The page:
These tools largely leverage user cookie data to generate refined segments based on the 4 data types listed above. These systems are especially strong at analyzing contextual data and provide marketers an in depth view of how personalized content impacts a user’s behavior across the site. Because these tools focus heavily on the data and insights, they are more limited in the complexity of creative options you can serve up as alternative content.
- Coremetrics Intelligent Offer: While IBM Coremetrics is widely used by large retailers for analytics, it is increasingly used for personalization and up-selling.
- Adobe Test and Target: One of the best established personalization engines evolving from the original Touch Clarity back in 2004. Users can set up A/B and Multivariate tests of content and couple those results with cookie data to serve personalized content to consumers.
Smaller Scale Heuristic Based Tools
While most of these tools can leverage the 4 types of data described above, this category of tool usually relies on one or two of the data categories to perform a specific function within a personalization strategy. These tools are often used within an ecommerce strategy to provide personalized product recommendations based on shopping and demographic data. Below is a sampling of these programs, compiled by Dave Chaffey at SmartInsights.com:
Barilliance – Saas Personalisation for Ecommerce
Bunting Website Personalisation
Magiq dynamic personalization software
Monetate Personalisation Software
One Stop Model Based Platforms
These tools leverage significant volumes of consumer behavioral data to develop complex consumer modeling to generate predictions for what content will be of particular interest for the consumer. Below are a few of the more popular solutions in this category.
- Conversant merges company data with a proprietary database of behavioral data to generate granular user profiles and serves personalized content with a real-time, predictive model.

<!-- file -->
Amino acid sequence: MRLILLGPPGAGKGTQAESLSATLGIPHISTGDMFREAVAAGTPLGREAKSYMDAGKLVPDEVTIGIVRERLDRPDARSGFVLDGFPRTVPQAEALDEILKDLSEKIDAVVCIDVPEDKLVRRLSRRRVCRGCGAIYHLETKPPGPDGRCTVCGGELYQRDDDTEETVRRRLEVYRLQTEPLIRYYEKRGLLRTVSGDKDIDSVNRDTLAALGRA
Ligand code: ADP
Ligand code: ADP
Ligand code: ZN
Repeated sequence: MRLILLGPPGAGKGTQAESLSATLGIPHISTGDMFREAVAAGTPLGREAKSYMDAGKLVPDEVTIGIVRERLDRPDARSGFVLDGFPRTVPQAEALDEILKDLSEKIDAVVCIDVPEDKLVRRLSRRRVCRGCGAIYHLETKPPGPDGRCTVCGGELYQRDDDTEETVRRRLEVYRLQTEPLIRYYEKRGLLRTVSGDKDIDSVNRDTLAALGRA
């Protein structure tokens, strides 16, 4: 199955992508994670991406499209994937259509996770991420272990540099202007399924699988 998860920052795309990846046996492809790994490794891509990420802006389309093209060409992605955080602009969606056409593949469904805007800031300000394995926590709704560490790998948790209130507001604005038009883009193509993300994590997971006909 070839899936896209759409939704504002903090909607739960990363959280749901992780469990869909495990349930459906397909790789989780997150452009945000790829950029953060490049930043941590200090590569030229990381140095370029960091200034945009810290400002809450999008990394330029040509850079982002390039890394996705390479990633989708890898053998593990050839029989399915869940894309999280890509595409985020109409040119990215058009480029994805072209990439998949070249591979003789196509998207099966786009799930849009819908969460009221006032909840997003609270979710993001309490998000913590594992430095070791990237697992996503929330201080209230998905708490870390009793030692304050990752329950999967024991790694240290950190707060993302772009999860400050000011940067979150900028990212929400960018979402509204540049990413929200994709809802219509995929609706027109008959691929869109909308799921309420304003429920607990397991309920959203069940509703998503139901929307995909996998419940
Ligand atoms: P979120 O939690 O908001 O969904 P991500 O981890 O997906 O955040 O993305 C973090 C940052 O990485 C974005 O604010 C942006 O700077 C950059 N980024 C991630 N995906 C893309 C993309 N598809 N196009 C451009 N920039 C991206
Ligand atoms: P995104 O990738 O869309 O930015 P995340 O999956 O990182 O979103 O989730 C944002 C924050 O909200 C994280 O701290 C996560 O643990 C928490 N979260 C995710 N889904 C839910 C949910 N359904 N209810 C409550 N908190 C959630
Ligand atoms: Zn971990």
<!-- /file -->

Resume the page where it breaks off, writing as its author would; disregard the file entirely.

- SalesForce has a number of tools within its platform to customize and target personalized content. It has a predictive intelligence engine that consumes explicit and implicit consumer behavior in real time to build individual customer profiles. Content is then served based on a series of business rules to predict the best piece of content (site, email, display etc.) for each consumer.
- Magnetic personalizes content via search retargeting based on an algorithms and an owned data source. The algorithm predicts a consumer’s intent and serves content based on a set of complex rules. It also uses its database of buying behavior and geo targeting to segment active and dormant costumers and provide relevant content accordingly.
As I indicated at the top of this post, this summary of companies is by no means comprehensive but intended to give a general overview and strategy to better understand the playing field of tools available for personalization. If you’re looking for a more hands on, in-depth view of the data, then an analytics-based solution might be what you should consider. If you need more of a strategic/focused solution, then the smaller scale solutions would be worth considering. Finally, if your organization has a larger budget and is looking for a more robust solution that touches on multiple business areas, one of the one stop model platforms are likely where you should invest. Whichever tool you choose, an essential part of any personalization program is understanding its impact on your ROI. The final post of this series will address this point and offer a similar overview of the methodologies and best practices for analyzing and optimizing the business impact of personalized content.